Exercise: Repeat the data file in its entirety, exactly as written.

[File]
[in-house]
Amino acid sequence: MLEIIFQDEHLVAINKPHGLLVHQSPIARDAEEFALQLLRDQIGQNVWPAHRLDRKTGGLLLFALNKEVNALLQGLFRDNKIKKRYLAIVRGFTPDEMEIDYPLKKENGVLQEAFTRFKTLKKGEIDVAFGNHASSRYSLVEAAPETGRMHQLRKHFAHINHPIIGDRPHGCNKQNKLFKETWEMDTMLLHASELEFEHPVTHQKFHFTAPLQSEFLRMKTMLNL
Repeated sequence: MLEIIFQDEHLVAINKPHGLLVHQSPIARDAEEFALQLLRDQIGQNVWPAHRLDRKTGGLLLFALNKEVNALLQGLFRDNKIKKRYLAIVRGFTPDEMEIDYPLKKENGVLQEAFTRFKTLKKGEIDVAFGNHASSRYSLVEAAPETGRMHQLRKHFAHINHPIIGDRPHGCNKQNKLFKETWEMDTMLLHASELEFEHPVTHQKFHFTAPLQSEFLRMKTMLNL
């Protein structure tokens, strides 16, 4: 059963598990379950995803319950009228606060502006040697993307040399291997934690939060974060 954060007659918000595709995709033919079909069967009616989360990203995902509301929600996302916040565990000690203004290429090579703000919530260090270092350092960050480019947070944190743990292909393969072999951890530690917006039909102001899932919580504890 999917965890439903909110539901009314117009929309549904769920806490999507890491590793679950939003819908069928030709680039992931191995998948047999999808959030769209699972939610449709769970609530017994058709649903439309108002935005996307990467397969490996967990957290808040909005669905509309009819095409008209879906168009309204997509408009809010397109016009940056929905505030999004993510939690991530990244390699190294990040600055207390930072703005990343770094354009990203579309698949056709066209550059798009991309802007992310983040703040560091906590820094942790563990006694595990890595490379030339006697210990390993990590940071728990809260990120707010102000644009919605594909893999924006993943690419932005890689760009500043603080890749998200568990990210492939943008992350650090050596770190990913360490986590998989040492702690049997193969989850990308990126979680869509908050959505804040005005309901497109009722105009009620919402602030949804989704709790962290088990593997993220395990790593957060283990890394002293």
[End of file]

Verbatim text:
[in-house]
Amino acid sequence: MLEIIFQDEHLVAINKPHGLLVHQSPIARDAEEFALQLLRDQIGQNVWPAHRLDRKTGGLLLFALNKEVNALLQGLFRDNKIKKRYLAIVRGFTPDEMEIDYPLKKENGVLQEAFTRFKTLKKGEIDVAFGNHASSRYSLVEAAPETGRMHQLRKHFAHINHPIIGDRPHGCNKQNKLFKETWEMDTMLLHASELEFEHPVTHQKFHFTAPLQSEFLRMKTMLNL
Repeated sequence: MLEIIFQDEHLVAINKPHGLLVHQSPIARDAEEFALQLLRDQIGQNVWPAHRLDRKTGGLLLFALNKEVNALLQGLFRDNKIKKRYLAIVRGFTPDEMEIDYPLKKENGVLQEAFTRFKTLKKGEIDVAFGNHASSRYSLVEAAPETGRMHQLRKHFAHINHPIIGDRPHGCNKQNKLFKETWEMDTMLLHASELEFEHPVTHQKFHFTAPLQSEFLRMKTMLNL
């Protein structure tokens, strides 16, 4: 059963598990379950995803319950009228606060502006040697993307040399291997934690939060974060 954060007659918000595709995709033919079909069967009616989360990203995902509301929600996302916040565990000690203004290429090579703000919530260090270092350092960050480019947070944190743990292909393969072999951890530690917006039909102001899932919580504890 999917965890439903909110539901009314117009929309549904769920806490999507890491590793679950939003819908069928030709680039992931191995998948047999999808959030769209699972939610449709769970609530017994058709649903439309108002935005996307990467397969490996967990957290808040909005669905509309009819095409008209879906168009309204997509408009809010397109016009940056929905505030999004993510939690991530990244390699190294990040600055207390930072703005990343770094354009990203579309698949056709066209550059798009991309802007992310983040703040560091906590820094942790563990006694595990890595490379030339006697210990390993990590940071728990809260990120707010102000644009919605594909893999924006993943690419932005890689760009500043603080890749998200568990990210492939943008992350650090050596770190990913360490986590998989040492702690049997193969989850990308990126979680869509908050959505804040005005309901497109009722105009009620919402602030949804989704709790962290088990593997993220395990790593957060283990890394002293």